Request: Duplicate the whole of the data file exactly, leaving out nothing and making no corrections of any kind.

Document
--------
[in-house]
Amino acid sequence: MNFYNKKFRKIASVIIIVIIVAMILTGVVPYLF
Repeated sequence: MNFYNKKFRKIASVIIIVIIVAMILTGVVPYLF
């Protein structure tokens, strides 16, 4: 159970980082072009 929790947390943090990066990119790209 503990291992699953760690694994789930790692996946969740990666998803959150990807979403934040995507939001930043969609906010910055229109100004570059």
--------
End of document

[in-house]
Amino acid sequence: MNFYNKKFRKIASVIIIVIIVAMILTGVVPYLF
Repeated sequence: MNFYNKKFRKIASVIIIVIIVAMILTGVVPYLF
């Protein structure tokens, strides 16, 4: 159970980082072009 929790947390943090990066990119790209 503990291992699953760690694994789930790692996946969740990666998803959150990807979403934040995507939001930043969609906010910055229109100004570059």